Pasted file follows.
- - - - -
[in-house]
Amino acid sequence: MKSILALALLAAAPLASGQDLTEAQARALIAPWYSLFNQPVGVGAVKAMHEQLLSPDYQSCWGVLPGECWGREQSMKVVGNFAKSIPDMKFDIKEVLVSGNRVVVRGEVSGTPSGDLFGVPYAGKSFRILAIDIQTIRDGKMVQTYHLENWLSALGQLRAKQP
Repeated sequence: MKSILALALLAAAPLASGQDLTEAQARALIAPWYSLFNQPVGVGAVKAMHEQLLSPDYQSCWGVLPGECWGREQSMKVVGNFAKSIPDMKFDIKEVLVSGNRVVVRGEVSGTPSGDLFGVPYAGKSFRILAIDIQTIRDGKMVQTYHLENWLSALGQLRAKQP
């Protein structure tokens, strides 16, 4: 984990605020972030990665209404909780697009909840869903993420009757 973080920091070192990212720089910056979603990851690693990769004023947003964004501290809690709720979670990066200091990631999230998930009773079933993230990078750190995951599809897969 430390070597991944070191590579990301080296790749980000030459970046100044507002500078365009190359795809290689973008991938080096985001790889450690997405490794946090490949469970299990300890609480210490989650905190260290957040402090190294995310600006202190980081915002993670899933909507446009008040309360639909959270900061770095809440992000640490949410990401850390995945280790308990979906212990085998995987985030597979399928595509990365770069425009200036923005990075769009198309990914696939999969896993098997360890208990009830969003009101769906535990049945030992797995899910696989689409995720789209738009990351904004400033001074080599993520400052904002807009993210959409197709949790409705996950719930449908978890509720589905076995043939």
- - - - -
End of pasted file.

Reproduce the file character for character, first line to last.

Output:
[in-house]
Amino acid sequence: MKSILALALLAAAPLASGQDLTEAQARALIAPWYSLFNQPVGVGAVKAMHEQLLSPDYQSCWGVLPGECWGREQSMKVVGNFAKSIPDMKFDIKEVLVSGNRVVVRGEVSGTPSGDLFGVPYAGKSFRILAIDIQTIRDGKMVQTYHLENWLSALGQLRAKQP
Repeated sequence: MKSILALALLAAAPLASGQDLTEAQARALIAPWYSLFNQPVGVGAVKAMHEQLLSPDYQSCWGVLPGECWGREQSMKVVGNFAKSIPDMKFDIKEVLVSGNRVVVRGEVSGTPSGDLFGVPYAGKSFRILAIDIQTIRDGKMVQTYHLENWLSALGQLRAKQP
């Protein structure tokens, strides 16, 4: 984990605020972030990665209404909780697009909840869903993420009757 973080920091070192990212720089910056979603990851690693990769004023947003964004501290809690709720979670990066200091990631999230998930009773079933993230990078750190995951599809897969 430390070597991944070191590579990301080296790749980000030459970046100044507002500078365009190359795809290689973008991938080096985001790889450690997405490794946090490949469970299990300890609480210490989650905190260290957040402090190294995310600006202190980081915002993670899933909507446009008040309360639909959270900061770095809440992000640490949410990401850390995945280790308990979906212990085998995987985030597979399928595509990365770069425009200036923005990075769009198309990914696939999969896993098997360890208990009830969003009101769906535990049945030992797995899910696989689409995720789209738009990351904004400033001074080599993520400052904002807009993210959409197709949790409705996950719930449908978890509720589905076995043939």